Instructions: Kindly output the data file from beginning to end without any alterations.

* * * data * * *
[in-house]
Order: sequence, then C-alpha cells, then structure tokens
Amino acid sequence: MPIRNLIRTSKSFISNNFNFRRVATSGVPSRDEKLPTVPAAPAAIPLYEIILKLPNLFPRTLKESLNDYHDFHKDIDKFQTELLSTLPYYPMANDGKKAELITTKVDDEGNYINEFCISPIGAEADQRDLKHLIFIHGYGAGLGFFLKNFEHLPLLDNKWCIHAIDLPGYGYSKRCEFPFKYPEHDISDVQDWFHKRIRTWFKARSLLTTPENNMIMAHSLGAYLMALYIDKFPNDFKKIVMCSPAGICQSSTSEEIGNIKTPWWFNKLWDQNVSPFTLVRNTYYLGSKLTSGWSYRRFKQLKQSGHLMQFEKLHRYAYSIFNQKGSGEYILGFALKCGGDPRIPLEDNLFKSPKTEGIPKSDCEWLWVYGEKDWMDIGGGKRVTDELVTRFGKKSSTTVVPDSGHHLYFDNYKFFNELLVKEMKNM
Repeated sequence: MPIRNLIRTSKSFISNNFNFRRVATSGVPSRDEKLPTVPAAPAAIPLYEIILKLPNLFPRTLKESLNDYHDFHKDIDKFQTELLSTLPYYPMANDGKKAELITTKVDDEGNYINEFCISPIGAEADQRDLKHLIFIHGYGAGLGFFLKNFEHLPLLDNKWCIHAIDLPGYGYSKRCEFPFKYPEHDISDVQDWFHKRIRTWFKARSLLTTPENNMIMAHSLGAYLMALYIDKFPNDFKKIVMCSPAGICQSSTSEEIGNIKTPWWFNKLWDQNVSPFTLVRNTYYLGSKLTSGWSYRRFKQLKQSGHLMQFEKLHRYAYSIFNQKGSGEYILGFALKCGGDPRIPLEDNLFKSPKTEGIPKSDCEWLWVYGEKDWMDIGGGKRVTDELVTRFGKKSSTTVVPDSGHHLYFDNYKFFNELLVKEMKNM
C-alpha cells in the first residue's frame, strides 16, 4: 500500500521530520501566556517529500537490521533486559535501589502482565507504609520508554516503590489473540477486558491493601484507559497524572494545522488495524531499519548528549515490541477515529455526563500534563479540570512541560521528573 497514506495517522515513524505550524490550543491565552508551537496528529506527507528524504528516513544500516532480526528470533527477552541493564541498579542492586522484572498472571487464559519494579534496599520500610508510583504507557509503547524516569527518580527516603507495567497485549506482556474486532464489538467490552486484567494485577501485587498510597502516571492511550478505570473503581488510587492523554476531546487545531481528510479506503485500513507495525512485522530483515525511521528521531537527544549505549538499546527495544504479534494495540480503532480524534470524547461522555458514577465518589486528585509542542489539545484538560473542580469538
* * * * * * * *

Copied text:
[in-house]
Order: sequence, then C-alpha cells, then structure tokens
Amino acid sequence: MPIRNLIRTSKSFISNNFNFRRVATSGVPSRDEKLPTVPAAPAAIPLYEIILKLPNLFPRTLKESLNDYHDFHKDIDKFQTELLSTLPYYPMANDGKKAELITTKVDDEGNYINEFCISPIGAEADQRDLKHLIFIHGYGAGLGFFLKNFEHLPLLDNKWCIHAIDLPGYGYSKRCEFPFKYPEHDISDVQDWFHKRIRTWFKARSLLTTPENNMIMAHSLGAYLMALYIDKFPNDFKKIVMCSPAGICQSSTSEEIGNIKTPWWFNKLWDQNVSPFTLVRNTYYLGSKLTSGWSYRRFKQLKQSGHLMQFEKLHRYAYSIFNQKGSGEYILGFALKCGGDPRIPLEDNLFKSPKTEGIPKSDCEWLWVYGEKDWMDIGGGKRVTDELVTRFGKKSSTTVVPDSGHHLYFDNYKFFNELLVKEMKNM
Repeated sequence: MPIRNLIRTSKSFISNNFNFRRVATSGVPSRDEKLPTVPAAPAAIPLYEIILKLPNLFPRTLKESLNDYHDFHKDIDKFQTELLSTLPYYPMANDGKKAELITTKVDDEGNYINEFCISPIGAEADQRDLKHLIFIHGYGAGLGFFLKNFEHLPLLDNKWCIHAIDLPGYGYSKRCEFPFKYPEHDISDVQDWFHKRIRTWFKARSLLTTPENNMIMAHSLGAYLMALYIDKFPNDFKKIVMCSPAGICQSSTSEEIGNIKTPWWFNKLWDQNVSPFTLVRNTYYLGSKLTSGWSYRRFKQLKQSGHLMQFEKLHRYAYSIFNQKGSGEYILGFALKCGGDPRIPLEDNLFKSPKTEGIPKSDCEWLWVYGEKDWMDIGGGKRVTDELVTRFGKKSSTTVVPDSGHHLYFDNYKFFNELLVKEMKNM
C-alpha cells in the first residue's frame, strides 16, 4: 500500500521530520501566556517529500537490521533486559535501589502482565507504609520508554516503590489473540477486558491493601484507559497524572494545522488495524531499519548528549515490541477515529455526563500534563479540570512541560521528573 497514506495517522515513524505550524490550543491565552508551537496528529506527507528524504528516513544500516532480526528470533527477552541493564541498579542492586522484572498472571487464559519494579534496599520500610508510583504507557509503547524516569527518580527516603507495567497485549506482556474486532464489538467490552486484567494485577501485587498510597502516571492511550478505570473503581488510587492523554476531546487545531481528510479506503485500513507495525512485522530483515525511521528521531537527544549505549538499546527495544504479534494495540480503532480524534470524547461522555458514577465518589486528585509542542489539545484538560473542580469538